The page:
The Troubled Families Programme

It does really feel like I plan policy announcements to support the learning in this module sometimes. Last week, I had the handy announcement of the Fairer Scotland Action plan that I blogged about a lot for you. This week I have the UK Government’s Troubled Families Programme (TFP). I will shout at you about this in Thursday’s lecture. At the moment, the House of Commons Public Accounts Committee have made the relevant government department, the Department for Communities and Local Government, release a damning evaluation of the programme, finding that it made “no significant impact”.


There has already been so much excellent stuff written about the programme it is difficult to know where to focus this post for your learning. If you want to delve deeper – and the critical analyses of the TFP are the sort of stuff that is really useful for essay questions 1 and 3 – then Stephen Crossley and Michael Lambert’s work is an excellent start, such as this blog post.


In this post I want to focus on the issues of problem definition – I will also talk about this more in the lecture. I’ve already discussed how, when making social policy, government devise criteria of “deservingness” to say who should get the benefits of a policy, and who should not. One way of doing this is designating a problem population – saying X is an issue, therefore we should spend money sorting out X.


The TFP is a classic example of this, and of this going very wrong. The policy was launched in a wave of moral panic, after the riots in urban England in 2011. Now, Jonathan Portes, of the National Institute of Economic and Social Research, in this blog post, goes into a lot of detail about this, but basically the UK government very problematically plucked a figure of “150,000” families out of thin air for a speech by David Cameron, which then became a policy truth.

The policy also fitted into a wider discourse of “hard-working families” vs. some other “troubled families” – just like the Poor Laws distinguished between the deserving and underserving poor. Crossley and Lambert explore this from a historical and academic perspective in this paper. People, such as disabled people, are caught up in this discourse, becoming victims of policy and subject to benefit conditions (c.f. the Benefits Cap). It also leads to the ludicrous situation of people having their tax credits stopped because they are accused of living with Joseph Rowntree or R.S. McColl.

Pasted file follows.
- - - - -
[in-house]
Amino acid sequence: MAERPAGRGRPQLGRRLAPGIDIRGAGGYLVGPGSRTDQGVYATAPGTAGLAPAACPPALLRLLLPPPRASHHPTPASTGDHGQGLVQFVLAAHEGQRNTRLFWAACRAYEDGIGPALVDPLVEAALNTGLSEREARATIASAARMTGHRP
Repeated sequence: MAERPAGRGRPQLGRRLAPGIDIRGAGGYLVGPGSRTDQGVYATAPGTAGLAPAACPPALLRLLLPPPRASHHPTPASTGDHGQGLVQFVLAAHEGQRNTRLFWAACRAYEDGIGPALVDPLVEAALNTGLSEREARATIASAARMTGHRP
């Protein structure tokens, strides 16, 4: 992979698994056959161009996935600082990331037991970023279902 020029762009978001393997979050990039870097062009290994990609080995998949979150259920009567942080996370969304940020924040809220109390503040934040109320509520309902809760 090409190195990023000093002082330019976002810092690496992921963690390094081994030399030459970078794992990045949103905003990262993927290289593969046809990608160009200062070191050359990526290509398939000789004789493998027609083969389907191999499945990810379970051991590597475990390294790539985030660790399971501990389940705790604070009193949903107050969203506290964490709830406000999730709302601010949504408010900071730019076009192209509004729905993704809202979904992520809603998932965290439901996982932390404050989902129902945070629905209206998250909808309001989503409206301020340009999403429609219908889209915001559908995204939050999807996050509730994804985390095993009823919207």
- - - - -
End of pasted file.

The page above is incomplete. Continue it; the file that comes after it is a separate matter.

This is part of a wider discourse (i.e. policy language) that makes recipients abject or the subjects of social sitgma and disgust. The paper by Tyler and Jensen on the resource list explores this more.


So, why should we bother considering all this? Is this just lefty-moaning about policy? Morally, it is a fairly easy argument to make that people who are in dire conditions, through no fault of their own, should not be subject to such stigma and disgust. Practically, there is growing evidence that the knock-on costs of these policies in practice (from homelessness, poor health outcomes etc.) is greater than any savings to the benefits budget they produce. Further, practically, it leads to billions of pounds being wasted on a policy that could not work like the Troubled Families Programme.

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